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Jennifer Yusin

Jennifer Yusin, PhD

Associate Professor of English
Department of English and Philosophy
Office: 5013 MacAlister Hall
jyusin@drexel.edu
Phone: 215.895.6778
Fax: 215.895.1071

Education:

  • PhD, Emory University

Bio:

Jennifer Yusin is associate professor specializing in comparative race and empire studies, philosophies of race and gender, global modernisms, LGBTQ+ studies, trans studies, psychoanalytic studies, postcolonial and global anglophone literatures, transatlantic studies, and the global south.

My work explores underexamined intersections among interdisciplinary areas of thought and practice. My first book, The Future Life of Trauma (Fordham UP, 2017), studied how traumatic experiences that happened during the 1947 Partition of British India and which continue to occur in post-genocide Rwanda compel us to transform traditional philosophies of time and subjectivity. I am currently working on a book called Transformations of Bodies that explores how different notions of “body” function in politics of race, sexuality, and gender. It shows how the subject cannot always be equated to forms of difference. The manuscript develops a novel concept of the body which does not deny its relations to different types of groups, but which is not reducible to a theory or a practice.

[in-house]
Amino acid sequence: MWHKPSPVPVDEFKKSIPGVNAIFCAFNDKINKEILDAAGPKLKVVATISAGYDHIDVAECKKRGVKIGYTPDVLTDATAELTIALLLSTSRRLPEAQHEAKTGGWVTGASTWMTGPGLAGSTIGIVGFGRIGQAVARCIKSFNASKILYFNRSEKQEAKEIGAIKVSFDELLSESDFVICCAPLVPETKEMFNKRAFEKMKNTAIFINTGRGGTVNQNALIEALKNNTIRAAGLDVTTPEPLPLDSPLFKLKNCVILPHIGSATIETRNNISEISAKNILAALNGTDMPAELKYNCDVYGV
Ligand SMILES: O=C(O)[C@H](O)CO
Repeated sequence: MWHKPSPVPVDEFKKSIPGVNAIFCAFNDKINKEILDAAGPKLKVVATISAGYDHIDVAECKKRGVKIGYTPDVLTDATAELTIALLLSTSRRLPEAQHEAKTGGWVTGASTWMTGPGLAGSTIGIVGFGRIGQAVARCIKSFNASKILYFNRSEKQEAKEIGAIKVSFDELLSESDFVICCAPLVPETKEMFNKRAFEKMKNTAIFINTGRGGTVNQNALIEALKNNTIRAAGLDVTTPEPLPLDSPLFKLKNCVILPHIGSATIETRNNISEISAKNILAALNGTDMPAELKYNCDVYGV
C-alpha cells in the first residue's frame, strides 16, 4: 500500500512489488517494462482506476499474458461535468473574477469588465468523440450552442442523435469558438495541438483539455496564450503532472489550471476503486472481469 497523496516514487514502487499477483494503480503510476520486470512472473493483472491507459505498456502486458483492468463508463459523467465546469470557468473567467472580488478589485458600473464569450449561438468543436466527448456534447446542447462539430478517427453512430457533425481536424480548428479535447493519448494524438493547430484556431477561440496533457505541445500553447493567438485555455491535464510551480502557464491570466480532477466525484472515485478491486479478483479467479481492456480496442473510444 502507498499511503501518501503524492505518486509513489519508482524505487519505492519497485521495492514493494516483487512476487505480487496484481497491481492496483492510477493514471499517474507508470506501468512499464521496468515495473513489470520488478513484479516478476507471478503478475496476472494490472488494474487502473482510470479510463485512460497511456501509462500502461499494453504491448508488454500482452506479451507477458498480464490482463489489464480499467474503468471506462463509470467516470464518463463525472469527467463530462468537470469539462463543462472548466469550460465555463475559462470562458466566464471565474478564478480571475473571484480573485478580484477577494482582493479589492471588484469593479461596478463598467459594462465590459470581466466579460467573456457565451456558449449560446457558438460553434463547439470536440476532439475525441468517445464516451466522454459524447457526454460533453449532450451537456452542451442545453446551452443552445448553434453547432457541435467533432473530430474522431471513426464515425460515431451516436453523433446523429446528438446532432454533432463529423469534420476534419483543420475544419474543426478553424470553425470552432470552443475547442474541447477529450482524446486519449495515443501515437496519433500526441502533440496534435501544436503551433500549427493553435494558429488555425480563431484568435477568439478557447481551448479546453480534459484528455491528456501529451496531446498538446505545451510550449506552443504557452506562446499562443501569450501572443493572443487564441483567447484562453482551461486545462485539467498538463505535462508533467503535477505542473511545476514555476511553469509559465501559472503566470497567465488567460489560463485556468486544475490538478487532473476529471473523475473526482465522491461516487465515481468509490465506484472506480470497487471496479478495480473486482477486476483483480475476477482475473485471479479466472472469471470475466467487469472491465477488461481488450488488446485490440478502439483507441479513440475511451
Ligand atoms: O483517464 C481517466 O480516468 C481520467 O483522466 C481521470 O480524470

I have worked as an editor and co-translator of multiple texts on psychoanalysis, which have been published with international distribution by Hermann Press in Paris. I am also co-editor of the Journal of Modern Literature, a quarterly journal in the field of modern and contemporary literature published by Indiana University Press.

My teaching is informed by the ways different areas of study in the humanities establish their fields of knowledge. I teach a wide range of courses in the English and Philosophy programs and in the Honors College that explore how we as individual persons and communities think about, constitute, and express our different forms of cultural, social, and political bodies. For example, I teach courses on global modernist literature, theories of transnationalism and globalization, philosophies of race and gender through critical race theories, gender and queer theories, and LGBTQ+ studies, literary theory, postcolonial studies, and biopolitics.